Model-Guided Epicardial Interventions using a Novel "Snake" Robot (Cardio-Arm) through a Subxiphoid Port Access

M.A. Zenati, T. Yokota, D. Schwartzman, T. Ota, B. Zubiate, C. Wright, C. Nikou, and H. Choset (USA)


Snake robot, model-guided therapy, computer-assisted surgery, minimally invasive surgery.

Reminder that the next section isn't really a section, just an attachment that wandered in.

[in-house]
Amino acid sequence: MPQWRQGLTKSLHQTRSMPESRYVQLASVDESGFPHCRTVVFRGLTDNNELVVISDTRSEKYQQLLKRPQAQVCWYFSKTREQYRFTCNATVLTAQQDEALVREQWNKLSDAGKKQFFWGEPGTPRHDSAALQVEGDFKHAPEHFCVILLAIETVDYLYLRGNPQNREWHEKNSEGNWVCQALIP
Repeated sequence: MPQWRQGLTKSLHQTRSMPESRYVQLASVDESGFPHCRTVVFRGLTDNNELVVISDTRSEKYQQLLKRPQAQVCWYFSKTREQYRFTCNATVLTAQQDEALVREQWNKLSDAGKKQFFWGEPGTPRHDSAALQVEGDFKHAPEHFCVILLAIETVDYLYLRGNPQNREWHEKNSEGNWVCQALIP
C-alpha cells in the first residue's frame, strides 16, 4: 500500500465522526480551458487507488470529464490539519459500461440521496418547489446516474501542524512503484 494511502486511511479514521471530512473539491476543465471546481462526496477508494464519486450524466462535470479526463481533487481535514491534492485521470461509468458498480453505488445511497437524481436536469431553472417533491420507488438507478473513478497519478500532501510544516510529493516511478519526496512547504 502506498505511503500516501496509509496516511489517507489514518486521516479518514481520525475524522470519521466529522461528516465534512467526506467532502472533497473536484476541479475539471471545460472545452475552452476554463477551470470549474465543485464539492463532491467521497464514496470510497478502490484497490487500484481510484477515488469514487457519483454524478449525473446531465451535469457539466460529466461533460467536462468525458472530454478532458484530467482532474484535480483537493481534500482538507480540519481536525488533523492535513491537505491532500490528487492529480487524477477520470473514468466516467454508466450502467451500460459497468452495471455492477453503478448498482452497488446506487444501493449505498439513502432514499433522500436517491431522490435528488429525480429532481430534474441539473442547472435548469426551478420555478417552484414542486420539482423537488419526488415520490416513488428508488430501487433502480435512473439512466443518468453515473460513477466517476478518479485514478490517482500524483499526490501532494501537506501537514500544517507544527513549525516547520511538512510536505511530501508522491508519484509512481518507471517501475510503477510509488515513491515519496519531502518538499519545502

We have developed a novel highly-articulated “snake” robot (CardioARM) for minimally invasive single-port cardiac interventions. In a porcine preparation (N=5), we tested the hypothesis that intrapericardial navigation and epicardial ablation is feasible and safe using a model-guided approach for path-planning and therapeutic delivery. Pre-procedure, high-resolution, computerized chest tomography angiograms (CTA) were reconstructed in 3-D to create a model of the heart and surrounding mediastinal structures. In the operating room, the 3-D CTA model was registered using fiducials with a commercially available tracking system (Aurora, NDI). A sensor was introduced through one of the working ports of the CardioARM and positioned at its tip. Six epicardial targets were chosen and the CardioARM was navigated by the operator, using a master manipulator, solely based on model-guidance. Once each target acquisition was confirmed by anatomical guidance, radiofrequency ablation was performed. All targets were successfully acquired and ablation was performed without complications. We conclude that the CardioARM can be used safely to perform single-port minimally invasive model guided interventions on the beating heart in an experimental porcine preparation. Further studies, including autonomous target acquisition, are warranted.

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